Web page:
MATCH-FIXING in the cricket-mad subcontinent, one of the theories linked to the death of late Pakistan cricket coach Bob Woolmer, dominated proceedings on the 20th day of the coroner's inquest yesterday at the Jamaica Conference Centre.
Questioned by Dirk Harrison from the office of the Director of Public Prosecutions, Deputy Commissioner of Police Mark Shields said there was no proof corruption played a part in the former England player's passing.
However, he told the court that investigators approached the Anti-Corruption and Security Unit of the ICC for assistance shortly after Woolmer was pronounced dead on March 18 at the University Hospital of the West Indies.
No match-fixing proof
"We considered it prudent to involve them at an early stage. After frequent dialogue they informed us that they had found no evidence linking the death of Mr. Woolmer with (match-fixing in) cricket," Shields, who led the local investigations, said.
He added that he was aware that the 58-year-old Woolmer was writing a book on the game at the time of his death, the manuscript for which was in Cape Town, South Africa where he lived.
Shields said he travelled to Cape Town in May where he interviewed Woolmer's wife, Gill, and their two sons. He said he also spoke to professor Tim Noakes, co-author of the proposed book.
Each said the manuscript contained nothing about match-fixing. Shields said he never saw the draft.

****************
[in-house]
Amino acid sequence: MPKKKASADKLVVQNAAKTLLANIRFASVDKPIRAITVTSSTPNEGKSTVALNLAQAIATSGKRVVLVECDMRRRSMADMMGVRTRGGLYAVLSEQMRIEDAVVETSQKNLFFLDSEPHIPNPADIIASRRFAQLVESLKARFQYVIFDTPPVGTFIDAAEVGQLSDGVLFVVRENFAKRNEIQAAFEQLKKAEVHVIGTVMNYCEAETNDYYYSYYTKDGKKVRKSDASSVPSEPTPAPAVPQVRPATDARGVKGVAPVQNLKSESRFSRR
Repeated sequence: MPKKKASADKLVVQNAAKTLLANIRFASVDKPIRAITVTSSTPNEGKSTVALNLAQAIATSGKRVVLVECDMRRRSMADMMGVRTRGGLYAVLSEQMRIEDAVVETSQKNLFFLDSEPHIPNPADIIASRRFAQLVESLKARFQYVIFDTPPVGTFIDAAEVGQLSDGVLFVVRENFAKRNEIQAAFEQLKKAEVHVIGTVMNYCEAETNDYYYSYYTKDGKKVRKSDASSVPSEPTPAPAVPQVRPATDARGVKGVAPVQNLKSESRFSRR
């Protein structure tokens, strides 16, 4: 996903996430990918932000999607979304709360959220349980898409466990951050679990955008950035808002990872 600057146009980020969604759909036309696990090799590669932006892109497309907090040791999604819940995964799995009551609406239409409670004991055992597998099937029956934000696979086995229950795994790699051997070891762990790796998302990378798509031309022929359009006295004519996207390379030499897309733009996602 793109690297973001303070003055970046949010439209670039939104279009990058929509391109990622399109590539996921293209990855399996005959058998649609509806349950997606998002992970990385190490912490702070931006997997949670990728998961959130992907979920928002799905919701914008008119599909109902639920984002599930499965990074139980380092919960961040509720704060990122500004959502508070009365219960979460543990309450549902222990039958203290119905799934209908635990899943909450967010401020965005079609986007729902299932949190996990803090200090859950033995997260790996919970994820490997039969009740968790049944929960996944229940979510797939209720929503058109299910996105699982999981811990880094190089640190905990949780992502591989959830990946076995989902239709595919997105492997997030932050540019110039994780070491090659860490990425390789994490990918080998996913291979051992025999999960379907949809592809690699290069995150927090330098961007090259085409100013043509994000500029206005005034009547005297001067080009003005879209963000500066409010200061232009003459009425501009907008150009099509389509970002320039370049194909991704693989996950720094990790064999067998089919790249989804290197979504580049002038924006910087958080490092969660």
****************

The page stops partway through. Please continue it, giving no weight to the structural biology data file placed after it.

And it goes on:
"I trusted the integrity of professor Noakes and the Woolmer family that Mr. Woolmer was not writing about the dirty side of cricket," he said. "I concluded that the manuscript was about the technical side of cricket."
Harrison also questioned Shields about Asad Mustafa, assistant manager of the Pakistan team and Abdul Sattar, a London-based Pakistan businessman, and their possible links to match-fixing.
Cooperated with police
Both men were staying at the Jamaica Pegasus at the time of Woolmer's death. Shields said Mustafa had cooperated with the police by giving his fingerprints, while Sattar had given them a statement.
Shields said he last spoke to Sattar in late October, requesting that he appear at the inquest, but he declined. The DCP will continue his testimony today.
Woolmer was pronounced dead one day after Pakistan were beaten by outsiders Ireland at Sabina Park in Kingston, eliminating them from the Cricket World Cup.
Government pathologist, Dr. Ere Seshaiah, testified that Woolmer died from asphyxia caused by manual strangulation associated with cypermethrin poisoning.